3,800 students quarantined

Published: Sep. 28, 2020 at 7:43 PM CDT
Email this link
Share on Pinterest
Share on LinkedIn

BISMARCK, N.D. (KFYR) - So far this school year, more than 3,800 students statewide have missed school due to quarantine, according to the Department or Public Instruction. And, as more school-aged kids catch the virus, schools are looking for ways to stay open.

Since the school year started, the number of school-aged COVID cases has risen from 283 to 675, and some groups are looking to expand policies to curb it.

“We’re looking for that flexibility to have that one more piece of arsenal in our back pocket, or if you’re wearing masks, you get to come to school, which is the best place for their overall well-being,” said Dr. Aimee Copas of the North Dakota Council of Educational Leaders.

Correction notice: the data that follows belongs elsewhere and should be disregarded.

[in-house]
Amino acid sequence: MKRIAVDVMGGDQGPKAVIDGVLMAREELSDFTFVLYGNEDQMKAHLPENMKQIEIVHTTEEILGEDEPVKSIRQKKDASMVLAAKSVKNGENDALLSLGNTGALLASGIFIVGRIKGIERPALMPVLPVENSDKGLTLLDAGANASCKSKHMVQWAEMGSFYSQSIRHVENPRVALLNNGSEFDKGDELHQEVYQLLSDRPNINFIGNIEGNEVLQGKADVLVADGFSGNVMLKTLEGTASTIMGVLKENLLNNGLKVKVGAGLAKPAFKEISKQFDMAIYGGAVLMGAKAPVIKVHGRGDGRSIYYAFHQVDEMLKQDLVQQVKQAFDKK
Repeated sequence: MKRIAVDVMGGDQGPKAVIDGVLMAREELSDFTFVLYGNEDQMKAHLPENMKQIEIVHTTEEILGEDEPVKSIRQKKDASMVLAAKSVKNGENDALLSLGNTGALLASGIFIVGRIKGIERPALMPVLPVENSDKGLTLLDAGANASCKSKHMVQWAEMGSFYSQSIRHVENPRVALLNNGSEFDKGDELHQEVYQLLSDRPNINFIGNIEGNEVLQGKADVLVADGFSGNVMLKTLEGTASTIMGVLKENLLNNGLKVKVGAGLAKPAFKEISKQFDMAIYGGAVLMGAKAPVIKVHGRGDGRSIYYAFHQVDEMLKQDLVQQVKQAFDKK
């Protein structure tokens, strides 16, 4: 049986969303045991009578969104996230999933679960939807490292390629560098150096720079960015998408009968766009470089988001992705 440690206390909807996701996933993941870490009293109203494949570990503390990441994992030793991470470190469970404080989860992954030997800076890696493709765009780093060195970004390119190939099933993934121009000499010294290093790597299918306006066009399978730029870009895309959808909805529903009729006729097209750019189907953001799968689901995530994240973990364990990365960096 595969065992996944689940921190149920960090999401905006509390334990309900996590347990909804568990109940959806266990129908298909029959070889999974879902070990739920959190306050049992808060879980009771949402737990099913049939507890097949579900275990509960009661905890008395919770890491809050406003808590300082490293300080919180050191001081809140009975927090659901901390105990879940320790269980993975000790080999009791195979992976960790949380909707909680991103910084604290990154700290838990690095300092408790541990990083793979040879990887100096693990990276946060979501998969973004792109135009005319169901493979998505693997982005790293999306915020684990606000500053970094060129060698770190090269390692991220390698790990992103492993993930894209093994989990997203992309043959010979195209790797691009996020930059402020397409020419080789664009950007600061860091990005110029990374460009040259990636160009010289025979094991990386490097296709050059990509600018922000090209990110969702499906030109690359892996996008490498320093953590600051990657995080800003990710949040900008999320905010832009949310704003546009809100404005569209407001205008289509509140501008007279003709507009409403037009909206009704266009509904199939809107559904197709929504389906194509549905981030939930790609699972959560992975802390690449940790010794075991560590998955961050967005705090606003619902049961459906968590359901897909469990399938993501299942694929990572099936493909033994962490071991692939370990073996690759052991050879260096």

Some schools don’t have mask mandates, while others have seen hybrid models and quarantine policies.

In Mandan, eight percent of their student body has experienced some form of quarantine; roughly half of them because of exposure at school.

Of that, the district has seen 33 positive cases.

“Even with the number of kids we are contact tracing and putting into quarantine, it’s a very small gain for the kids who actually become COVID positive versus the loss of instructional time and access to school,” Jeff Fastnacht, MPS assistant superintendent.

But smaller counties have different policies. While larger ones rely more on distance learning, schools districts like Kidder don’t have mask requirements.

“I just really think there needs to be a balance between the health and safety of our students, and the mental health and educational needs of our kiddos,” said Kidder Superintendent Rick Diegel.

Another toll on attendance: increased homeschooling. At the end of the last school year, roughly 3 percent of North Dakota students were home schooled, below the national average. But over the summer, the state jumped above it.

Over the past 10 years, the number of homeschooled students has doubled from 1.7 to 3.8%. But experts say the recent jump isn’t COVID. The preference is growing.

Copyright 2020 KFYR. All rights reserved.

Latest News

Latest News